Business Watch: EE cuts are deep – but it could be just the start


 Dominic White reckons there could be more job cuts at Everything Everywhere as the joint venture struggles to deliver on its promised cost savings

The night of the long knives is over at Everything Everywhere (EE) but who’s to say that more cuts may not be on the cards?

Incoming chief executive Olaf Swantee astonished employees by more than halving the senior executive team through redundancies and demotions, on his first day in the role.

Some of the team may have seen the writing on the wall when their former boss Tom Alexander (pictured) left the building in July, just a year after the business was formed through the merger of Orange and T-Mobile’s UK arms.

The sad truth is that the merger has thus far failed to deliver its promised cost savings and has provided more proof – if it was needed – that telecommunications joint ventures rarely prosper.

Alexander, the former Virgin Mobile boss, was the eternal optimist. He arrived at Orange a few years back with a grand plan to inject the fizz back into a brand that had gone decidedly flat, using tricks straight out of the Richard Branson cookbook.

But it quickly became apparent to the company’s parent France Telecom that, despite Alexander’s best efforts, Europe’s mobile market was simply too competitive to sustain five players.

So it pooled UK mobile assets with Deutsche Telekom, owner of the sub-scale T-Mobile, and gave the venture the rather silly name Everything Everywhere.

The parents tasked Alexander with delivering a whopping £3.5 billion in costs savings. But only a fraction of that has been achieved so far. Meanwhile, EE’s mobile service revenues have gone backwards despite the explosion in data.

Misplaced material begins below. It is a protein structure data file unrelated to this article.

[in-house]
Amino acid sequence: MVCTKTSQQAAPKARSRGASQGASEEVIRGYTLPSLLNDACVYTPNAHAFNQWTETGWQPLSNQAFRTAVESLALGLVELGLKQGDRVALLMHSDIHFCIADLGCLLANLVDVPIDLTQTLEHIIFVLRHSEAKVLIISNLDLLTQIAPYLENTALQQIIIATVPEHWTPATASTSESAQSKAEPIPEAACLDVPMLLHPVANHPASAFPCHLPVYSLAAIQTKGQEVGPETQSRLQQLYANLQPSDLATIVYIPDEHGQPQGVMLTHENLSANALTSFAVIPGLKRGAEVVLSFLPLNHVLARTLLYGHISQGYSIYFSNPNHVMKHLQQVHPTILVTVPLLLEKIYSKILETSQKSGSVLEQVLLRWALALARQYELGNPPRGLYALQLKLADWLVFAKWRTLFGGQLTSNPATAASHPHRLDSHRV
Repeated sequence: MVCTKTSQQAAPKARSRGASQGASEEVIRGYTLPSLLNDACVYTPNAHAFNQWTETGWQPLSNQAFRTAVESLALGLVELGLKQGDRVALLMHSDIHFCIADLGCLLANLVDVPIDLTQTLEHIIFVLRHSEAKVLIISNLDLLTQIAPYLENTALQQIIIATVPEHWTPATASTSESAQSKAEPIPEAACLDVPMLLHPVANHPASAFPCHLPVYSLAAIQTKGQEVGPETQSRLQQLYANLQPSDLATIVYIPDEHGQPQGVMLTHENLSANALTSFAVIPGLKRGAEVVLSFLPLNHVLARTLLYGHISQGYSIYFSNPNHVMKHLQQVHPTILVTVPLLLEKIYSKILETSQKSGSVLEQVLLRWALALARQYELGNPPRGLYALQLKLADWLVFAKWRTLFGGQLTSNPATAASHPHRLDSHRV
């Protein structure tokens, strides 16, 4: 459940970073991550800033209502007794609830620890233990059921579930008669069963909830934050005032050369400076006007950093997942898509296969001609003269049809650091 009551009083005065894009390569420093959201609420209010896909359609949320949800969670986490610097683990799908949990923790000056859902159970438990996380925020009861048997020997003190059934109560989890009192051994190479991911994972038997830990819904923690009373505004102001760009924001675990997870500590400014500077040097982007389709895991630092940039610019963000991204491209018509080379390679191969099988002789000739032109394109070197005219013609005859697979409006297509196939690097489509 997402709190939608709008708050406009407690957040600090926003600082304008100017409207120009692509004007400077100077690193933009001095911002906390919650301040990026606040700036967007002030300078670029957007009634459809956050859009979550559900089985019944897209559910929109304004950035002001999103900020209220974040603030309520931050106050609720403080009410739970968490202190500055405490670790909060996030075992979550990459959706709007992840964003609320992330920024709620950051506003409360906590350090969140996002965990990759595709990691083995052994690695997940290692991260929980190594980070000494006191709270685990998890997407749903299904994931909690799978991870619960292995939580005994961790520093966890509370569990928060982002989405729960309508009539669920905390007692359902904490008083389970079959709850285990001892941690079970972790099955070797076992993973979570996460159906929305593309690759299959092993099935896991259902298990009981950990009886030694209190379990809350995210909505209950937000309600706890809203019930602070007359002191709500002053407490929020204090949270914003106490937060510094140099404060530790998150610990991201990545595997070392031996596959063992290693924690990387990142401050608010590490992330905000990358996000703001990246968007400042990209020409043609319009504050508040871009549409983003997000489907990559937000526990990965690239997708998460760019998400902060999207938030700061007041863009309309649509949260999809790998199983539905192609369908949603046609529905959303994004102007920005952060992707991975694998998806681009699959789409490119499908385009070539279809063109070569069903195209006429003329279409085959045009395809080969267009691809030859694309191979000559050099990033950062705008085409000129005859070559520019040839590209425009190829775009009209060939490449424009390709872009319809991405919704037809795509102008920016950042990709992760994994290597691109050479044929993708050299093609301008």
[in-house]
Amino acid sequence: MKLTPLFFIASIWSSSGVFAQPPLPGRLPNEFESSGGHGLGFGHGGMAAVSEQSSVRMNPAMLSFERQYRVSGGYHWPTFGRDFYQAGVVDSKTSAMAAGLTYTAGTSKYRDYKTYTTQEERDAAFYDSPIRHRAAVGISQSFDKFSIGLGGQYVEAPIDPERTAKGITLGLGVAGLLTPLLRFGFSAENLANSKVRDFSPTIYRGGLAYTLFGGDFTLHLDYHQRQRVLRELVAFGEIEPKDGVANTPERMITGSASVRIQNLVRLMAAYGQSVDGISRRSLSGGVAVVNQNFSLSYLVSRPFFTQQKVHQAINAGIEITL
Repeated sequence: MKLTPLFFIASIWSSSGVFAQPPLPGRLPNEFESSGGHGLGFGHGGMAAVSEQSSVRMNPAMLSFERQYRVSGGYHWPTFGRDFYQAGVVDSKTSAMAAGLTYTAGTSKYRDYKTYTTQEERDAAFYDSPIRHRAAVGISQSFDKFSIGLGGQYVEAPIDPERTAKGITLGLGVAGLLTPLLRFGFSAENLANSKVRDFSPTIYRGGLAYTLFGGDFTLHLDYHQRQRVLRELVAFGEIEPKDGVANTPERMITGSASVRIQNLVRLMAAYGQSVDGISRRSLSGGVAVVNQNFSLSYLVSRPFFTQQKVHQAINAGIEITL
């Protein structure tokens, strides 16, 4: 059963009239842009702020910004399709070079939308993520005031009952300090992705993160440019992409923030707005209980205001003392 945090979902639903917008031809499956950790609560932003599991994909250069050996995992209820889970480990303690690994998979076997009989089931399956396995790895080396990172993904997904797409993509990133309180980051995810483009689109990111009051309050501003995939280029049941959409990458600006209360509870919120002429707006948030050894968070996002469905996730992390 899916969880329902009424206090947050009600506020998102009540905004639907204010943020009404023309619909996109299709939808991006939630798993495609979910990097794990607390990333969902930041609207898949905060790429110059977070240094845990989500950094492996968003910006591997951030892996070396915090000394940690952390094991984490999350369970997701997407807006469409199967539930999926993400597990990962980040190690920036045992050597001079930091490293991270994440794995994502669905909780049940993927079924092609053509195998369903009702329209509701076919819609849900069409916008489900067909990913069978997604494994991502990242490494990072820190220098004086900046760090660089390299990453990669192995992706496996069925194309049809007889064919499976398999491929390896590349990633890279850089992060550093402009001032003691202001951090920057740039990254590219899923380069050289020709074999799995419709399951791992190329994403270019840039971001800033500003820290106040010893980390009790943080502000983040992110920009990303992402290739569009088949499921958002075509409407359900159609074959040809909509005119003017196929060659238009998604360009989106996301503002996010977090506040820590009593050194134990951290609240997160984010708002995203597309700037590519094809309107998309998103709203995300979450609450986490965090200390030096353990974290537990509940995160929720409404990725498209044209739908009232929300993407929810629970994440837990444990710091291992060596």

It’s done a decent job of recruiting customers to high-end smartphones but, even with the company’s sensible move to unwind unprofitable prepay punters, EE’s performance has clearly irked the parent companies.

Alexander appears to have been stuck in the middle of two high-maintenance shareholders: an unenviable position that tested even his legendary chutzpah.

So the powers that be have flown Swantee into the UK from the France Telecom mother-ship. He’s a very different character from the quintessentially English Alexander.

The German-born executive boasted an impressive background in personal computers, prior to becoming executive vice-president of Orange’s European operations in 2007.

He has quickly shown his determination to shake things up by removing Richard Moat, the executive behind the EE calculator.

Moat had won praise for slashing costs at T-Mobile UK prior to the merger with Orange UK and was seen by many as a potential successor to Alexander.

Neal Milsom will take Moat’s previous role of chief financial officer, in a much tighter management team that Swantee – who has also drafted in some new execs – hopes will reduce bureaucracy.

Swantee says Britain is the most competitive mobile market in the world, but has steadfastly stuck to the company’s targets.